Does Your Child Need to See a Pediatric Hearing Specialist?

While hearing loss in children may not be common, it isn’t unheard of. If you think your child is suffering from hearing loss, a pediatric hearing doctor can help. They have experience examining children for hearing loss and other related problems. They’ll perform tests on adolescents, kids, toddlers, and babies to discover the presence of hearing loss and find out what caused it and the extent of the damage. They’re trained to recognize early signs of hearing loss and a hearing aid doctor for kids is best equipped to handle hearing issues in young people. Early intervention is key to preventing further damage and helping your child obtain the best listening devices, so they can stay on target with speech and language development. Here’s how to know if your child should see an audiologist.

Behavioral and Speech Issues 

If you or your child’s teacher notice any speech or behavioral problems at school or at home, this may be the first sign of a late-onset hearing issue. If a child cannot hear a parent or teacher’s instructions, it may seem that they are acting out, but really it might be frustration. 

Some indicators to look for are:

  • Loud speech

  • Consistently asks you to repeat words

  • Doesn’t react, or has a delayed reaction when his or her name is called

  • Only responds when they’re looking directly at you

  • Has attention problems or trouble following directions

If you notice any of these signs, it’s best to take your child to a hearing aid doctor for an evaluation. Some states provide free hearing screenings for young children and various tests are covered by insurance, so it may not cost as much as you think.

Newborns 

While a newborn hearing screening may not be required by law in some states, it’s always highly recommended. A hearing aid doctor for kids should perform a screening on your little one while they’re still in the hospital. If their test comes back inconclusive or positive for possible hearing loss, they may require a follow-up visit to their office. If they find your baby is at risk, they may recommend that they provide periodic screenings throughout the child’s life to watch for changes and find signs of damage as they get older.

If your child is suffering from hearing loss, they should see a pediatric audiologist or hearing aid doctor to design a treatment plan. Call the medical professionals at Oklahoma Hearing Center to learn about options such as implants, hearing aids, surgery, or speech, language, and occupational therapies.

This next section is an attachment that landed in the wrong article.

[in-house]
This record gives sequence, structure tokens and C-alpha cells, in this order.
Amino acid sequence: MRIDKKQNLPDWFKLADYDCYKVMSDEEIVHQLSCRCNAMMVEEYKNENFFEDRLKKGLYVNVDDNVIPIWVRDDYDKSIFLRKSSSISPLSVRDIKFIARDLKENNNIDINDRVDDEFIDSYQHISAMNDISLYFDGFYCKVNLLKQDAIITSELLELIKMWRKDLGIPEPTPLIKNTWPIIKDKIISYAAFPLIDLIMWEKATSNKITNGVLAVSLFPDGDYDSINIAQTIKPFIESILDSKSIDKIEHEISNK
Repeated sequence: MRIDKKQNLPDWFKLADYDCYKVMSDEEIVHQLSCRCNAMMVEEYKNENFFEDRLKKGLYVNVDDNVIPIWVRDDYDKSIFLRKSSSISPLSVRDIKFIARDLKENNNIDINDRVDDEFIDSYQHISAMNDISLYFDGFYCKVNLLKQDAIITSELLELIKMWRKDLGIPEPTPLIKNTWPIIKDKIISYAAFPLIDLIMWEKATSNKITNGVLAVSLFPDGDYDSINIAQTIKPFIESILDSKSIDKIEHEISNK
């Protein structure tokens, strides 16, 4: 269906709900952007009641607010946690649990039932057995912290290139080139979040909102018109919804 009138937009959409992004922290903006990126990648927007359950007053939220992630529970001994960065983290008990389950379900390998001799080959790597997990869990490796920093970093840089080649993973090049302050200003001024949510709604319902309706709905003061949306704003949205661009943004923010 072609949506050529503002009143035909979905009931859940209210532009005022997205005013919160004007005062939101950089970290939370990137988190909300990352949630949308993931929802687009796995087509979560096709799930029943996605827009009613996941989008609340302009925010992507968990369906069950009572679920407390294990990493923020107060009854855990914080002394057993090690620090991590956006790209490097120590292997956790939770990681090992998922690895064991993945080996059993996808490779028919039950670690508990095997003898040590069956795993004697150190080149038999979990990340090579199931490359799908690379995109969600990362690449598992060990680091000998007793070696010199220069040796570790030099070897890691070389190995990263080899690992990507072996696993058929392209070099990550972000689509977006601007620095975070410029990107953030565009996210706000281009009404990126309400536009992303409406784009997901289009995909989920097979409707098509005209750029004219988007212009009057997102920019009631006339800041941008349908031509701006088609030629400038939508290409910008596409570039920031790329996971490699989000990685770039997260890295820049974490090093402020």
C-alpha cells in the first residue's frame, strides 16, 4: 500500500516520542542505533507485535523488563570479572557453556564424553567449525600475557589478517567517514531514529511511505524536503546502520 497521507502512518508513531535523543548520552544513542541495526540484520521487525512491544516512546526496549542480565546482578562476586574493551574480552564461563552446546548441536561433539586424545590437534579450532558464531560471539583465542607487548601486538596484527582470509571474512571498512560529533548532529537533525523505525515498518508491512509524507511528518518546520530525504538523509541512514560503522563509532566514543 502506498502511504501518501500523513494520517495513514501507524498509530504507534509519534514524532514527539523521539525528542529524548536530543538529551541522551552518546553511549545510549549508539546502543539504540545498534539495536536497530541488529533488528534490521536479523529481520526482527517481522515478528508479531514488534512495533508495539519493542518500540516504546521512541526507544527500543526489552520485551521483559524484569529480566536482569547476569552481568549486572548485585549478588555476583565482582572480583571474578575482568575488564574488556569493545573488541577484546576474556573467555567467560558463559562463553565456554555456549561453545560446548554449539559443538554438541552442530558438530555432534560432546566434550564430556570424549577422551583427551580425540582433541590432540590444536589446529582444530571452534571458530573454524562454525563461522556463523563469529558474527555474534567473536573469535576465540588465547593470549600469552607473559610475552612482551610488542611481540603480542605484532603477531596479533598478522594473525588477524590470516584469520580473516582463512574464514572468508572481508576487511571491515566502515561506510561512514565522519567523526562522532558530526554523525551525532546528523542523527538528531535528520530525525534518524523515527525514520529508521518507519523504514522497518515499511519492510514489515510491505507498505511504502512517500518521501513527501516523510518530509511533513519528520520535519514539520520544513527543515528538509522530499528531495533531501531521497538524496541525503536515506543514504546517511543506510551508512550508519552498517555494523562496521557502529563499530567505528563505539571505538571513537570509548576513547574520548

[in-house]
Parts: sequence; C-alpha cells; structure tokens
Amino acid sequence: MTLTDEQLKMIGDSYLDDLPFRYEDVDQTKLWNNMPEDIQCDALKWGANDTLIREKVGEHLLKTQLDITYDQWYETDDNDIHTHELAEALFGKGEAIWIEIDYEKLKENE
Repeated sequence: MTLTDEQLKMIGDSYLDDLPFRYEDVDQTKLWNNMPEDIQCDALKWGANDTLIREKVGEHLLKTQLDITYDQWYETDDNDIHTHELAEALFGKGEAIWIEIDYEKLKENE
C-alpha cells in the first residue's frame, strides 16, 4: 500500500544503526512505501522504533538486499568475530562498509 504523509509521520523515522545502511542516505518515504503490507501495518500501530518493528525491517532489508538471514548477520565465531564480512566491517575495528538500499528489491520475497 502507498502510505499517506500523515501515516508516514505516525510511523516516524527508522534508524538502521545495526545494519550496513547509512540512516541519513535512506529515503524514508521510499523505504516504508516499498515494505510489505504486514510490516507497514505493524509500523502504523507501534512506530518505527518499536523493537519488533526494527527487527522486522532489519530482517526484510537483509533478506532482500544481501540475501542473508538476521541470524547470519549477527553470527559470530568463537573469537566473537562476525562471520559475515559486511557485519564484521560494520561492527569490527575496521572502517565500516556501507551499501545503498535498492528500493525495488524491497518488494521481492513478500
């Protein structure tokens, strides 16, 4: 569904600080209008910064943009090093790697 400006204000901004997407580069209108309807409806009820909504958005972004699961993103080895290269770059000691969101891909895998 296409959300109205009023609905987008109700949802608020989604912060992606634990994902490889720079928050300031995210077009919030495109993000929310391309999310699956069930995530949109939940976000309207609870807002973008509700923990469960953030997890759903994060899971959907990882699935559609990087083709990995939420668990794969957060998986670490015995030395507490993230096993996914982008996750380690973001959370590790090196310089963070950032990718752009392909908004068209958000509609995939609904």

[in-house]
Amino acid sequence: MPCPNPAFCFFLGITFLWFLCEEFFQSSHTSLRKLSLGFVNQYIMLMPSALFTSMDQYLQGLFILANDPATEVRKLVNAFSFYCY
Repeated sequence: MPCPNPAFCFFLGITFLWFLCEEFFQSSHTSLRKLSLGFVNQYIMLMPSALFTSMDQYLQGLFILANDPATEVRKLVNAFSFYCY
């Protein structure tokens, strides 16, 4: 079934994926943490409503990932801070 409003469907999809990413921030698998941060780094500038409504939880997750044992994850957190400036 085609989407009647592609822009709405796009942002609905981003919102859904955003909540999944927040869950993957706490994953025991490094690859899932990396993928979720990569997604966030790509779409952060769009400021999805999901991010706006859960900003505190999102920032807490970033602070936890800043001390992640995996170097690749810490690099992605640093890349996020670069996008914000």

How to Protect Your Child’s Hearing 

Your child’s hearing is an integral part of their vocal and emotional development, so you want to protect it at all costs. Your children have delicate ears. 

Protect them by following these three easy tips and take them to a hearing specialist at the first sign of trouble:

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  1. Put Limits on Listening Time

    It’s not just volume that contributes to hearing loss, it’s also how long a child is exposed to the sound. By setting time limits on the use of personal listening devices such as phones and iPods, you can help keep your kids’ hearing intact. Also, be aware of contact with loud sounds from other sources such as concerts or construction sites and limit the amount of time you and your family are exposed. Listening breaks are necessary for noisy situations to avoid a trip to an ear specialist.

  2. Set Devices at a Reasonable Volume

    Setting a personal listening device on a high volume has been shown to increase the risk of hearing loss. It can be prudent not to give personal devices to young children. Many are happy without a device if it is not introduced by a parent. If avoidance isn’t possible, try using an app that sets volume limits. Sometimes devices or earphones have limiting volume options built in.

  3. Use Hearing Protection

    Your child may be at risk of losing their hearing if they’re exposed to concerts, auto races, fireworks displays or even loud lawn equipment. A great option to protect your children is to use hearing protection. Older kids can use foam earplugs which are effective and inexpensive. Simply roll the earplug, place in the ear, and allow it to expand. You can pull up and back on the ear to get better leverage. If you’d rather have something custom made, try hearing protection that uses a mold of the ear created by a hearing specialist. These molded pieces come in several styles and colors and may have sound filters that protect from high-intensity sounds while allowing music to sound more natural. When you’re getting ready for fun with your kids, don’t forget about hearing safety. Loud devices and venues can cause permanent damage, putting a damper on the season. 

If you think your child may have a hearing issue, contact Oklahoma Hearing Center today to schedule an appointment with one of our expert audiologists.

 

 

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